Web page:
The vast investigation into insider trading on Wall Street that culminated this week in Raj Rajaratnam going on trial in New York accused of securities fraudwas always likely to ensnare a large institution – perhaps a big hedge fund or a Wall Street bank. No one, however, expected the institution in question to be McKinsey & Co.
It was bad enough for the blue-chip management consultancy when Anil Kumar, one of its partners, admitted to supplying Mr Rajaratnam with inside information in return for bribes (Mr Rajaratnam denies all charges). But the Securities and Exchange Commission’s claim last week that Rajat Gupta, who was the head of McKinsey between 1994 and 2003, passed on tips as a board member ofGoldman Sachs and Procter & Gamble, is a heavy blow.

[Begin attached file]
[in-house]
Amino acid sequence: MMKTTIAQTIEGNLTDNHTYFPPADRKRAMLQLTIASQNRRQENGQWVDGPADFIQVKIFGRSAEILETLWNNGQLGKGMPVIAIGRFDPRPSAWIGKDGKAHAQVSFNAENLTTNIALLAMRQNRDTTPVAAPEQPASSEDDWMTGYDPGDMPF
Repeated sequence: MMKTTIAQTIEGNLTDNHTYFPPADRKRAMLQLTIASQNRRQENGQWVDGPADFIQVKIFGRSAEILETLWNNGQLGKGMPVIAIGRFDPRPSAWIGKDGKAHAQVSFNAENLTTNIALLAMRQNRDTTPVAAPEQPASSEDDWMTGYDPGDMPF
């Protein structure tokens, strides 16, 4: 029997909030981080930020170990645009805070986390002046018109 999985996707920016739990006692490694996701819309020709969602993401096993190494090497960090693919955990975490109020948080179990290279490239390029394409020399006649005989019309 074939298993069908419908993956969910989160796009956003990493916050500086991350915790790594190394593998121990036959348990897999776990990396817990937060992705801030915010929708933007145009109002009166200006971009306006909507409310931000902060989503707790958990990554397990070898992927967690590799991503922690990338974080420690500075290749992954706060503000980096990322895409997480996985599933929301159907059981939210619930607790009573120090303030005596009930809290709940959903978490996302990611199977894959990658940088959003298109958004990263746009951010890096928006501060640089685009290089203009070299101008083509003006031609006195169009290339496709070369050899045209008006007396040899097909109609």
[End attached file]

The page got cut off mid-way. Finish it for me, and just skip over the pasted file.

That's interesting in itself - and yet more suggested evidence that the culture of corruption that swept organisations like KPMG with regard to tax fraud around the tunr of the century spread far and wide in the consulting sector.
What's the relevance? Well, McKinsey are apparently advising 20% pf the new GP consortia who are going to run the NHS. And KPMG a pile more.
Are these the sort of people we want running our health service?